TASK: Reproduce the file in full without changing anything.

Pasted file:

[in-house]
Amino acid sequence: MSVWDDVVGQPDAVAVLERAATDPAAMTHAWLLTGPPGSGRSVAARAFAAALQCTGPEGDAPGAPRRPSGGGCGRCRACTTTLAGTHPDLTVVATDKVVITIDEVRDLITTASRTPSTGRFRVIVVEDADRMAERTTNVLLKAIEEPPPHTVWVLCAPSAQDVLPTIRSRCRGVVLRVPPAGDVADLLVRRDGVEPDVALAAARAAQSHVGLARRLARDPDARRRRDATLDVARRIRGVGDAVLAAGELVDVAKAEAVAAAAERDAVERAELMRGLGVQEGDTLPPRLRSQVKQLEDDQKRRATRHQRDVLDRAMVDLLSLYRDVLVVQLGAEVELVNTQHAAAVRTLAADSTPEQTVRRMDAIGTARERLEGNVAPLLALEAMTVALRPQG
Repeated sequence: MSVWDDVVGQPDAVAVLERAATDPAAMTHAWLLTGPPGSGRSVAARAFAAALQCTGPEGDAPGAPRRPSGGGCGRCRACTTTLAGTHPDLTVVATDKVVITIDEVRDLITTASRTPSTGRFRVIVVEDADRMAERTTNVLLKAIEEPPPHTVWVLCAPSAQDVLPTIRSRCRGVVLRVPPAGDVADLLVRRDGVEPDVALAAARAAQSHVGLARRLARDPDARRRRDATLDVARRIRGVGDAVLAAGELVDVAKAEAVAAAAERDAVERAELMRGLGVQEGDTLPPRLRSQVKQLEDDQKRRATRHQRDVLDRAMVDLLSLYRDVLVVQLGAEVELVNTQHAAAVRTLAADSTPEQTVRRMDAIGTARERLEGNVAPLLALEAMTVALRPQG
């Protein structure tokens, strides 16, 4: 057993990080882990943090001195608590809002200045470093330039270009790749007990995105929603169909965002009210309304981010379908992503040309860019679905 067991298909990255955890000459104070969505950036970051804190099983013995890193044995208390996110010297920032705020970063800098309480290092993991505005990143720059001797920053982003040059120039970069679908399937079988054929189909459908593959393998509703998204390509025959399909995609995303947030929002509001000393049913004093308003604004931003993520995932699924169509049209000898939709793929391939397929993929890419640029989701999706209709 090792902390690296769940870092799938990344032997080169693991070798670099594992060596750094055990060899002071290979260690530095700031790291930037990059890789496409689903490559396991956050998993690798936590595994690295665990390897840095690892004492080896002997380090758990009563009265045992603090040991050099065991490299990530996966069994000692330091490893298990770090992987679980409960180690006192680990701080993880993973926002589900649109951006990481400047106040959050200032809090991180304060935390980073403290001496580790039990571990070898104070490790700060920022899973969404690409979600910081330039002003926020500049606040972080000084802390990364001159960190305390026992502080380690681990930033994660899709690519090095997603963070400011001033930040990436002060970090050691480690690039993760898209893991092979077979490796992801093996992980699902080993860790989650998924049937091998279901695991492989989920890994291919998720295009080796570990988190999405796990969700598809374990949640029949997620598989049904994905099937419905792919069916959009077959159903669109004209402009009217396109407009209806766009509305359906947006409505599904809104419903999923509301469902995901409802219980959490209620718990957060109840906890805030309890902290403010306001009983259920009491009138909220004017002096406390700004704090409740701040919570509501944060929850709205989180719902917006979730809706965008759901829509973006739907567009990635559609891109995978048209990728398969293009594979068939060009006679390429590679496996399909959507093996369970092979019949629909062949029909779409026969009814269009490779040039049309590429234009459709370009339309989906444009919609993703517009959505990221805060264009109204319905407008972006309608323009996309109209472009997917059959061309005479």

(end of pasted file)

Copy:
[in-house]
Amino acid sequence: MSVWDDVVGQPDAVAVLERAATDPAAMTHAWLLTGPPGSGRSVAARAFAAALQCTGPEGDAPGAPRRPSGGGCGRCRACTTTLAGTHPDLTVVATDKVVITIDEVRDLITTASRTPSTGRFRVIVVEDADRMAERTTNVLLKAIEEPPPHTVWVLCAPSAQDVLPTIRSRCRGVVLRVPPAGDVADLLVRRDGVEPDVALAAARAAQSHVGLARRLARDPDARRRRDATLDVARRIRGVGDAVLAAGELVDVAKAEAVAAAAERDAVERAELMRGLGVQEGDTLPPRLRSQVKQLEDDQKRRATRHQRDVLDRAMVDLLSLYRDVLVVQLGAEVELVNTQHAAAVRTLAADSTPEQTVRRMDAIGTARERLEGNVAPLLALEAMTVALRPQG
Repeated sequence: MSVWDDVVGQPDAVAVLERAATDPAAMTHAWLLTGPPGSGRSVAARAFAAALQCTGPEGDAPGAPRRPSGGGCGRCRACTTTLAGTHPDLTVVATDKVVITIDEVRDLITTASRTPSTGRFRVIVVEDADRMAERTTNVLLKAIEEPPPHTVWVLCAPSAQDVLPTIRSRCRGVVLRVPPAGDVADLLVRRDGVEPDVALAAARAAQSHVGLARRLARDPDARRRRDATLDVARRIRGVGDAVLAAGELVDVAKAEAVAAAAERDAVERAELMRGLGVQEGDTLPPRLRSQVKQLEDDQKRRATRHQRDVLDRAMVDLLSLYRDVLVVQLGAEVELVNTQHAAAVRTLAADSTPEQTVRRMDAIGTARERLEGNVAPLLALEAMTVALRPQG
């Protein structure tokens, strides 16, 4: 057993990080882990943090001195608590809002200045470093330039270009790749007990995105929603169909965002009210309304981010379908992503040309860019679905 067991298909990255955890000459104070969505950036970051804190099983013995890193044995208390996110010297920032705020970063800098309480290092993991505005990143720059001797920053982003040059120039970069679908399937079988054929189909459908593959393998509703998204390509025959399909995609995303947030929002509001000393049913004093308003604004931003993520995932699924169509049209000898939709793929391939397929993929890419640029989701999706209709 090792902390690296769940870092799938990344032997080169693991070798670099594992060596750094055990060899002071290979260690530095700031790291930037990059890789496409689903490559396991956050998993690798936590595994690295665990390897840095690892004492080896002997380090758990009563009265045992603090040991050099065991490299990530996966069994000692330091490893298990770090992987679980409960180690006192680990701080993880993973926002589900649109951006990481400047106040959050200032809090991180304060935390980073403290001496580790039990571990070898104070490790700060920022899973969404690409979600910081330039002003926020500049606040972080000084802390990364001159960190305390026992502080380690681990930033994660899709690519090095997603963070400011001033930040990436002060970090050691480690690039993760898209893991092979077979490796992801093996992980699902080993860790989650998924049937091998279901695991492989989920890994291919998720295009080796570990988190999405796990969700598809374990949640029949997620598989049904994905099937419905792919069916959009077959159903669109004209402009009217396109407009209806766009509305359906947006409505599904809104419903999923509301469902995901409802219980959490209620718990957060109840906890805030309890902290403010306001009983259920009491009138909220004017002096406390700004704090409740701040919570509501944060929850709205989180719902917006979730809706965008759901829509973006739907567009990635559609891109995978048209990728398969293009594979068939060009006679390429590679496996399909959507093996369970092979019949629909062949029909779409026969009814269009490779040039049309590429234009459709370009339309989906444009919609993703517009959505990221805060264009109204319905407008972006309608323009996309109209472009997917059959061309005479």